Dr. Tarnow joked that I was his chauffeur throughout the 4 days course. Then in the end, I literally became his chauffeur as I ended up taking him to the airport. His taxi did not come on time and his flight was about to take off. He barely made it to the airport but he made it.
As we get ready to celebrate our freedom and independence in this great nation of ours, we wish you all a happy gathering of families, friends, neighbors and strangers. As the only refugee in the office, I want to say that I continue to believe America is great; it has always been great in my eyes. It has never ceased to be anything but great. However, recently for some reason, immigrants are labeled as bottom dwellers, rapists, drug dealers, murderers, gang members, etc. I don’t get it. If you were to put my family members and fellow (friends) refugees together, we could open a hospital with legal representation and even a pharmacy. We would have management from top to bottom. Mangers and doctors with training from Harvard, UCSF, UC Davis, UC San Diego, Creighton, UC Berkeley, UCLA, Johns Hopkins, Michigan Ann Arbor, Columbia, USC, Stanford, Georgetown, Santa Clara University, University of Florida-Gainesville, Cal Poly, all the great schools in this nation. And that’s just in my circle of friends. My family has all races mixed into ours, even the ones labeled rapists and freeloaders. In this time of open hostility towards immigrants, separating families and blatant racism, I sincerely hope this, too, shall pass.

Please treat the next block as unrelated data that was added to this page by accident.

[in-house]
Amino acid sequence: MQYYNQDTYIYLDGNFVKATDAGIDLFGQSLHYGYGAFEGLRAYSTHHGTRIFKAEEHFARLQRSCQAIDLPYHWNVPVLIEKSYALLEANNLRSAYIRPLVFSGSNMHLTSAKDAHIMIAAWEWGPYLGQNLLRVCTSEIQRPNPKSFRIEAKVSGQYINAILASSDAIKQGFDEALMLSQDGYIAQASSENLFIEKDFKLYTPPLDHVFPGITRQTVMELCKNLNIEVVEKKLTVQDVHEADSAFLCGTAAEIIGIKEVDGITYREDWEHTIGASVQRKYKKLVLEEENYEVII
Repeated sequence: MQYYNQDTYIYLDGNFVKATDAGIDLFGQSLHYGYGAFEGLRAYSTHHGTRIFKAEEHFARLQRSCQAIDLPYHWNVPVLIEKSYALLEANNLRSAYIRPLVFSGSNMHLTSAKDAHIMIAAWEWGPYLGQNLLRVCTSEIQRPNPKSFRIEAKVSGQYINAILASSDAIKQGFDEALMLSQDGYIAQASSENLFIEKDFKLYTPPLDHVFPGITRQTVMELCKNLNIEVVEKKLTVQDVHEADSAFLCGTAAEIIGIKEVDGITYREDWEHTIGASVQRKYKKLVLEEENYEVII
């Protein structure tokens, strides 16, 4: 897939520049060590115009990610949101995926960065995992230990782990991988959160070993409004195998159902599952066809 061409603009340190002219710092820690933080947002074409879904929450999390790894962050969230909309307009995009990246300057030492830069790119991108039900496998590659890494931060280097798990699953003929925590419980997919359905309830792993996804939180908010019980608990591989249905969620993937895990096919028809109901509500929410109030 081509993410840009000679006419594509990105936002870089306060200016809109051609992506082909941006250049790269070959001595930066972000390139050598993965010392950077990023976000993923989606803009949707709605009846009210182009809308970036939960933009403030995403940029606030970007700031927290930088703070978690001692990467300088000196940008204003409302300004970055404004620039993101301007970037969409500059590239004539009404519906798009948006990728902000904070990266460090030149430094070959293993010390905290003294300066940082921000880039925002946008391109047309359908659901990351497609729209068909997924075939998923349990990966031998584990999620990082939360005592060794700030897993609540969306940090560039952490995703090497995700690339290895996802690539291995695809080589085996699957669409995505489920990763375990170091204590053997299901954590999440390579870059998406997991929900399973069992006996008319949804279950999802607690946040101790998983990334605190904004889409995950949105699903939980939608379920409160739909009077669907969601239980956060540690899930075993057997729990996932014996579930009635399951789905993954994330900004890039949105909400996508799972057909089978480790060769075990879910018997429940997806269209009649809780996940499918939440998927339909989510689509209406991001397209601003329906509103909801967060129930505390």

We are a nation of immigrants. Some have been here longer than others, but we are all immigrants. Only Native Americans can claim this is their land, as history has taught us. Regardless of race, nationality, legal status, please continue to extend some kindness and hope to those who have less than you do. It is not written anywhere in the bible to treat others differently based on race, nationality, or legal status. The bible teaches us to “love thy neighbors.” You don’t have to go and hug a neighbor, kindness can also mean to bite your tongue and withhold mean words. This will be the only time that I ask you to bite your tongue. Enjoy your 4th of July celebration.
Today is one of the few holidays that my family celebrate wholeheartedly. I get to relax while everyone else does the work. My kids get creative and show their appreciation for all that I’ve done. My husband does most of cleaning house but the kids help a lot. Me, I just sit back and watch. No presents can beat that. Mother’s Day is one of my favorite holidays of the year. I like to see everyone working together doing chores without complaints. Watching my boys taking turns to steam mop the whole house is sweet as they were so polite and considerate to each other. Maybe they knew I was watching but nonetheless, it warms my heart. I don’t witness interactions like this often; it’s a rarity. Not even birthdays are this special.